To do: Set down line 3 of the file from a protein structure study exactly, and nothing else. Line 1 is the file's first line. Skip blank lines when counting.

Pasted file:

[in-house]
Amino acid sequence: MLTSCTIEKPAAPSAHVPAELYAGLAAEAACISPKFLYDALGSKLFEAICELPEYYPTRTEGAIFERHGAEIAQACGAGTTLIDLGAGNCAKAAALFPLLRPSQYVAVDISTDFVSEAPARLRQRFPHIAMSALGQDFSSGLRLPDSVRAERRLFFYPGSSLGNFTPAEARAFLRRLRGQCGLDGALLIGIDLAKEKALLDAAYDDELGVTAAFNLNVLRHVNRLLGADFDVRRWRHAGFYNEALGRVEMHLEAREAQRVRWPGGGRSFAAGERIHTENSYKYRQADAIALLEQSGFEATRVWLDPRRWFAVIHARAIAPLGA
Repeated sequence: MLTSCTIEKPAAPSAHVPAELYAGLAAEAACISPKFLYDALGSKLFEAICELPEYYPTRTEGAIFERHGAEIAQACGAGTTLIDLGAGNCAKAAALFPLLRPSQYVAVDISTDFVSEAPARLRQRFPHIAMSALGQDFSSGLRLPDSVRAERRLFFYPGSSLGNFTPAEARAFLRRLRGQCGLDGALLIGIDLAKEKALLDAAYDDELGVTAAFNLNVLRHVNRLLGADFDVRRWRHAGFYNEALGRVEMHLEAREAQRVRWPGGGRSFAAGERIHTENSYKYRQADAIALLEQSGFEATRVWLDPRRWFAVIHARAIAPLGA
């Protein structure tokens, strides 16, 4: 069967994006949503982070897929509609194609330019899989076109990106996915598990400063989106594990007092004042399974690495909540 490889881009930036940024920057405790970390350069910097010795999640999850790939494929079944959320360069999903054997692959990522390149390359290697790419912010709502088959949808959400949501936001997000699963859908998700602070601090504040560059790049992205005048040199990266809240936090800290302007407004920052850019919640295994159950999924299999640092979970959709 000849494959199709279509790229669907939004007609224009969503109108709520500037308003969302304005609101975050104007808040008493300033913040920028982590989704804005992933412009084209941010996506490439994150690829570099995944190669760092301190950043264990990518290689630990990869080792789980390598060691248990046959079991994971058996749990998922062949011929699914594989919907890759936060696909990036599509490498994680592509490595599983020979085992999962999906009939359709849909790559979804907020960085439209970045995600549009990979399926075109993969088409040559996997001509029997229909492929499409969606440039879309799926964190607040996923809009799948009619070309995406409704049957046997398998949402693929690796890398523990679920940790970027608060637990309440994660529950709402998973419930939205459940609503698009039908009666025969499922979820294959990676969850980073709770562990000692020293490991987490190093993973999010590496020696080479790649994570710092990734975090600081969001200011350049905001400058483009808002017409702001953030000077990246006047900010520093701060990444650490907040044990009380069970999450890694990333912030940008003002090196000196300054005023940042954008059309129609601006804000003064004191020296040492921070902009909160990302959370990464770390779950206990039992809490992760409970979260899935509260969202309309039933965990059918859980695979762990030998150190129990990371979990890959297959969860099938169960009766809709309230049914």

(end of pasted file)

Repeated sequence: MLTSCTIEKPAAPSAHVPAELYAGLAAEAACISPKFLYDALGSKLFEAICELPEYYPTRTEGAIFERHGAEIAQACGAGTTLIDLGAGNCAKAAALFPLLRPSQYVAVDISTDFVSEAPARLRQRFPHIAMSALGQDFSSGLRLPDSVRAERRLFFYPGSSLGNFTPAEARAFLRRLRGQCGLDGALLIGIDLAKEKALLDAAYDDELGVTAAFNLNVLRHVNRLLGADFDVRRWRHAGFYNEALGRVEMHLEAREAQRVRWPGGGRSFAAGERIHTENSYKYRQADAIALLEQSGFEATRVWLDPRRWFAVIHARAIAPLGA